Mark Colvin, who passed away today aged 65, was a journalistic force of nature, perhaps the most precociously talented of his generation.
He joined the ABC in 1974, a leather-jacketed, motorbike-riding, Gauloises-smoking devotee of the best of modern music, popular culture and the avant garde. He entered the lower depths of the ABC’s News Division like a youthful escapee from an Evelyn Waugh novel.
At Double JJ (Triple JJJ’s precursor) in 1975 and 1976, his longform stories on nuclear testing at Maralinga in South Australia and its consequences for the Indigenous community and service personnel were groundbreaking as well as pathfinding. It was to be nearly another decade before the misbehaviour of the UK government would be brought to account by a Hawke government royal commission.
Mark always insisted he was Australian despite the Oxford accent. But he brought with him the curiosity of the outsider, the observer – possibly a consequence of his rootless youth in Austria, Malaya and the UK.
Mark was still in his 20s when he was assigned to Four Corners. Such a prestigious post was characteristically occupied by journalists of greater age and experience.
Before he was 30 he was posted to London as an ABC foreign correspondent. No sooner was he on station than he was angling to go to Tehran to report the hostage crisis involving the detention of US diplomats from their embassy, ransacked by thuggish enthusiasts of the Iranian revolution. He was present when the ghoulish zealots backing Ayatollah Khomeini’s new theocracy displayed the stinking bodies of the US casualties from Jimmy Carter’s ill-fated attempt to free the hostages.
As foreign correspondents, he and I reported the last throes of the Cold War, Reagan and Gorbachev, from either side of the Atlantic.
We came together for G7 meetings and the first summit in Geneva between the two leaders. There was much laughter, for example, as we watched from an office tower in Bonn as US and French security agents threatened to come to blows over whose president should have precedence.
Mark held Africa in special thrall, whether it be reporting the beginning of the end of apartheid in South Africa in the 1980s or the horrors of famine and fighting which afflict much of the north of that great continent to this day.
He was caught in Khartoum when his son William was born in London, but managed to get a scratchy telephone line out of a Sudanese hotel to hear William’s first cries of life. I still cherish a copy of Mory Kante’s Akwaba Beach, a cassette copy of which Mark had played repeatedly on assignment in Namibia.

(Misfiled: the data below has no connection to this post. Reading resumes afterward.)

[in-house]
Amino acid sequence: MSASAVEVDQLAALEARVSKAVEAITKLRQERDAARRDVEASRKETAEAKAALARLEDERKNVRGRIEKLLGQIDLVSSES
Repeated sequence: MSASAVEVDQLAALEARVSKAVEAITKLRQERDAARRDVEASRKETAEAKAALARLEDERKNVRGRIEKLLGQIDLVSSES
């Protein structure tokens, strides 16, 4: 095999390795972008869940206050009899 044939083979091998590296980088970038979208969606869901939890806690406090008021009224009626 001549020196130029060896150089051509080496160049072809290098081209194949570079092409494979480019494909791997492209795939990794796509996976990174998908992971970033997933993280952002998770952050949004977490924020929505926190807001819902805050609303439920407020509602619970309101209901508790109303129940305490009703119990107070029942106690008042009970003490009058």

Mory Kante’s Akwaba Beach.So, it was no surprise that 1994 should find him in Rwanda amid the grim scenes of communal violence. The disease he had the misfortune to contract there ravaged his body, but certainly not his mind nor his determination to adventure into the future.
The disease and its terrible consequences would have brought down a lesser person, but Mark remained indomitable and optimistic through years of crippling pain.
His thirst for the new was undiminished even as his flesh and especially his bones failed him. Dialysis, for example, was a chance to discover the opportunities of the emerging digital world. He was an early adopter of Twitter – not to troll, but alive to its intellectual opportunities.
He was quicker than most reporters of his generation to apprehend the journalistic opportunities of social media. During his 20 years at the helm of PM he took younger reporters under his wing, encouraging them to use social media to uncover one scoop after another as the Arab Spring unfolded.
I had no finer friend in journalism than Mark. We had plenty of high times over the decades – whether it be arguing in a Darlinghurst pub over the relative merits of the British and European legal systems, the consequences for democracy of the post-modern populism of the 21st century, pressing the case for journalistic objectivity and fairness at Double JJ, or drinking in the glorious clatter of our Sydney musical faves, Radio Birdman.
Their home and ours, the Oxford Funhouse, may be long gone, a relic of the Sydney of the 1970s. But their furious spirit, their energy and, yes, their optimism, imbued the rest of Mark’s work and life.
Authors: Jim Middleton, Vice Chancellor's Fellow, University of Melbourne